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ORM Designer

Toni Uebernickel

I were asked to take a look into ORM Designer by Inventic s.r.o. two weeks ago. I tested the software and here is my little piece of review as a developer.


Everything I am talking about is related to the usage of ORM Designer for symfony with Propel.

Design and User Interface

The design is very clean, you won’t get distracted by some crazy special effects nobody needs for production work. However the user interface is not that straight forward. There are several things I could mention.

Tab Key

The most annoying thing was the tab-ability. I don’t want to use the mouse for all things, so tab is the most important key that should be supported by a tool I want to work with. To get a real scenario with this one: open a project, create a module and add a new entity to it. The window that will open is focused on the name of the new entity, which is pretty much the best place to start. Use the tab key to get into the description of it and afterwards to set up the correct module, if you have started in the wrong one. When focused on the location field, press tab again - you are out. I didn’t found any way to get the tab somewhere further.

However there are several shortcuts active, so use insert key to add a new field. The name will be focused. It’s tabbing fine until you reach the PK flag. You’re out - again! OK, you can use arrow keys and space and enter to get working. So you would get all the work done there, try to change the editor to get on the “Indexes” tab. No way for this, at least not without clicking. Properties panel doesn’t work either :-)

Entity Relationship Diagram

The complete ERD looks pretty. By default the chosen colors are just fine, not that colorful to be distracted but light ones to get the modules separated in the view.

Logical Separation and Grouping

The ORM Designer makes it pretty easy to work. There are no more strange abstractions, but it’s ready for real world usage. Entities are the basis of your ORM. They are the classes and tables and are displayed like UML class diagrams. A group of entities is called a region which will be displayed as a rectangle similar to the UML diagram boundaries. The final group is a group of regions or entities, they are called modules which reflect your projects or e.g. a plugins schema. Pretty easy to understand in sense of application development!

Importing Existing Projects

This is another part I have to admit: There are some features required. On some projects I am putting the schema definition into separated files. When I first started with ORM Designer I just wanted to import a project and wanted to see how to work with it. Well, I could not import any *_schema.yml file. Afterwards I took a look into the exported files, they use an other notation within the Yaml files. Here are the different notations, to get this clear.

  _attributes: { package: lib.model.user }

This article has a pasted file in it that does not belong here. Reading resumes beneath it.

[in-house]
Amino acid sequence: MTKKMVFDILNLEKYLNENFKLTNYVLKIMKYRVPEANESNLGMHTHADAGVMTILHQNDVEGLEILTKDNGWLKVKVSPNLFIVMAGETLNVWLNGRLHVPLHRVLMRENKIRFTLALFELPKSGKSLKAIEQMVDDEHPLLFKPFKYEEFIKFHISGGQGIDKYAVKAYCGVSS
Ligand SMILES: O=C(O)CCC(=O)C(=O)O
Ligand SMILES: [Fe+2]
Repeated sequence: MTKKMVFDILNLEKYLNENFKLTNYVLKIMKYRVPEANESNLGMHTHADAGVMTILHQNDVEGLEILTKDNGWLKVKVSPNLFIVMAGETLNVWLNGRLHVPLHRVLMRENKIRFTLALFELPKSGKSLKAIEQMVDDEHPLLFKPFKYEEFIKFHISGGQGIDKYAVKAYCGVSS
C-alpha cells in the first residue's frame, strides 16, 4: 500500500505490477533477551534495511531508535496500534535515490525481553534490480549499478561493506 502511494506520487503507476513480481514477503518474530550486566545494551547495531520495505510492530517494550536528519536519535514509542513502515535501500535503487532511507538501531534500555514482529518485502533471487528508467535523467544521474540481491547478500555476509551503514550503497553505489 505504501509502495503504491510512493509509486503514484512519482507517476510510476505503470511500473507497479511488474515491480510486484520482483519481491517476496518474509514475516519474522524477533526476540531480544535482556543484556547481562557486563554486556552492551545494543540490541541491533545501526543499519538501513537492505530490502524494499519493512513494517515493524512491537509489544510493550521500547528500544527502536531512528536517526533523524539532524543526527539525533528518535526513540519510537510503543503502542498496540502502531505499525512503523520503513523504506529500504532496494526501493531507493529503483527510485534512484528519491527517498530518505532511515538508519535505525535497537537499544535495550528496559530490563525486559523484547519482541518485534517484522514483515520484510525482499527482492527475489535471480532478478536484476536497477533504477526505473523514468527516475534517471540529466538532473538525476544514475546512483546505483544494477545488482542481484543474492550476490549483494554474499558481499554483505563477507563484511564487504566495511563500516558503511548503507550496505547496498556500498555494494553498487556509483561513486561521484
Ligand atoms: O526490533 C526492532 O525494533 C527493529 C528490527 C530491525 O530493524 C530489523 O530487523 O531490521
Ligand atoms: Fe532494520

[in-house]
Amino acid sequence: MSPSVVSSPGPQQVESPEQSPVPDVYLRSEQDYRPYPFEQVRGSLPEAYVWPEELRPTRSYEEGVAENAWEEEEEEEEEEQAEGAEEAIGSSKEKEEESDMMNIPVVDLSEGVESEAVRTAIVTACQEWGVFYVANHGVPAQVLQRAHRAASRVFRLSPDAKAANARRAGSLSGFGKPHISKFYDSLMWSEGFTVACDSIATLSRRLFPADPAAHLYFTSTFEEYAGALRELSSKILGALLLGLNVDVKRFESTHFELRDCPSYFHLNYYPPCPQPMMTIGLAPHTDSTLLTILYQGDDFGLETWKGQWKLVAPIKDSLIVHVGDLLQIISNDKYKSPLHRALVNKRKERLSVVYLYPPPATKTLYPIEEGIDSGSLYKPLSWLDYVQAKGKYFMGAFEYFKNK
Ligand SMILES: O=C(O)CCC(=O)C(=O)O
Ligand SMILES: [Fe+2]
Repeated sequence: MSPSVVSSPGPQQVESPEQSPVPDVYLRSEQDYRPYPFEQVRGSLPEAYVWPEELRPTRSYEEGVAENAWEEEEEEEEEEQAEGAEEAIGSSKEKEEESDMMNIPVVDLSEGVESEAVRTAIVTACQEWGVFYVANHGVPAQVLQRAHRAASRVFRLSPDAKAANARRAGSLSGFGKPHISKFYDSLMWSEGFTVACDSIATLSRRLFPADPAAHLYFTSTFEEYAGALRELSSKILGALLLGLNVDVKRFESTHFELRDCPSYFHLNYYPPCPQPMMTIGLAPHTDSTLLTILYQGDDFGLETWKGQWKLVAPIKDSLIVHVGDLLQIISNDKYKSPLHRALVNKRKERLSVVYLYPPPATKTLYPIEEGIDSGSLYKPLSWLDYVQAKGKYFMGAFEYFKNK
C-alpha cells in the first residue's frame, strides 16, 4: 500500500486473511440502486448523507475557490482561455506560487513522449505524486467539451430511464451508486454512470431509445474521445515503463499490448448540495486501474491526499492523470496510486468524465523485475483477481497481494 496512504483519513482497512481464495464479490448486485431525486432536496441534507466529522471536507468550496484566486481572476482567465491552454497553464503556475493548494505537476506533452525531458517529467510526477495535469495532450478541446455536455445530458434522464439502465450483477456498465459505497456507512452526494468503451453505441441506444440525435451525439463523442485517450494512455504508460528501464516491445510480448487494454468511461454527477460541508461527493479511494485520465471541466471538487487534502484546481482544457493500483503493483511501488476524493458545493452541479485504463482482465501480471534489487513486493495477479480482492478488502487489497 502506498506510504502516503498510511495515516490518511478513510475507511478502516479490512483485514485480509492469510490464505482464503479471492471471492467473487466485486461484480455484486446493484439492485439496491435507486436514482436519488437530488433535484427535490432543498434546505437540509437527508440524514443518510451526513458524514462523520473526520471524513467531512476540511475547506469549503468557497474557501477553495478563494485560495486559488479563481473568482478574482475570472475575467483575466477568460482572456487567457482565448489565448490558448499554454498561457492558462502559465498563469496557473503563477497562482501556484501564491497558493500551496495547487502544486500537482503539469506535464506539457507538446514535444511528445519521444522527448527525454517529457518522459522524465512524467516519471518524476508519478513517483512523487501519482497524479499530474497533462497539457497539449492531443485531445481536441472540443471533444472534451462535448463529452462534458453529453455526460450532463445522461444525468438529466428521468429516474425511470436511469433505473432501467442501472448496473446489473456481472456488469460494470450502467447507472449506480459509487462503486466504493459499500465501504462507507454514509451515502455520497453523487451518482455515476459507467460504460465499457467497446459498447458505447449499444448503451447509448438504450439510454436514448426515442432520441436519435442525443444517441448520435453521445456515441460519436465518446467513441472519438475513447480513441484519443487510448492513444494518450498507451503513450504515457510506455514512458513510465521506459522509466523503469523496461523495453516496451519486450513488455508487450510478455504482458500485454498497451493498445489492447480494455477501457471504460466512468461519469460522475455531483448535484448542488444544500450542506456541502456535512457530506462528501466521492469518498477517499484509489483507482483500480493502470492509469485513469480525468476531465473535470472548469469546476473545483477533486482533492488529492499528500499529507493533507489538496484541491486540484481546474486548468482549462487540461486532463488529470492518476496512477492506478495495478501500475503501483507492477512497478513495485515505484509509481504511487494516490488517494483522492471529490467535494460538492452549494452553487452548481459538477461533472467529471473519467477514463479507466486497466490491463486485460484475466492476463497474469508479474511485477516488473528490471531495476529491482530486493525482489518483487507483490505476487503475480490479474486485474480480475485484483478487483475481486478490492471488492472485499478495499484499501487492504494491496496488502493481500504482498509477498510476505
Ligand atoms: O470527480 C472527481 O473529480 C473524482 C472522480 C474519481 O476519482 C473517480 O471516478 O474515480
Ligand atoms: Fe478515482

_attributes: { phpName: sfGuardUserProfile }
    id: ~
    user_id: { type: integer, foreignTable: sf_guard_user, foreignReference: id, required: true, onDelete: cascade }
    email: { type: varchar(255), index: unique }
    created_at: ~
    package: lib.model.user
      phpName: sfGuardUserProfile
    id: ~
      type: integer
      foreignTable: sf_guard_user
      foreignReference: id
      required: true
      onDelete: cascade
      type: varchar(255)
      index: unique
    created_at: ~

The first one is the one of my project, the second is the one ORM Designer uses. These inline dictionaries using curly brackets seem to be the problem, I guess.

Do Not Repeat Yourself & Not Invented Here

What I really like about ORM Designer the same way I like about using plugins and external libraries: using them. I created the module for the sfGuardPlugin for symfony - once. You can export the result, you can import an existing ORM Designer project into. It’s a linked resource. Changing something in the linked one (e.g. a plugin) will be shown in the project which is linking. That’s the way it’s meant to be!

Conclusion: Use it?

I won’t use ORM Designer right now. For my setup (symfony + propel) it does not support enough and I have to do much work by myself again, here is a list of features I would request to get started to work with ORM Designer in production. Currently I am much faster writing the *_schema.yml by myself.

  • Support for Behaviors for Propel ORM
  • Support for any Yaml notation
  • Ability to export a module as a separate ORM Designer project
  • Configuration of default settings of entity fields based on naming conventions (similar to “id: ~” in schema.yml)
  • Mac OS X support without X11 and/or wine - saying: native support (cocoa)
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Toni Uebernickel

Software Engineer and Architect, Symfony evangelist with some Ducati bikes.

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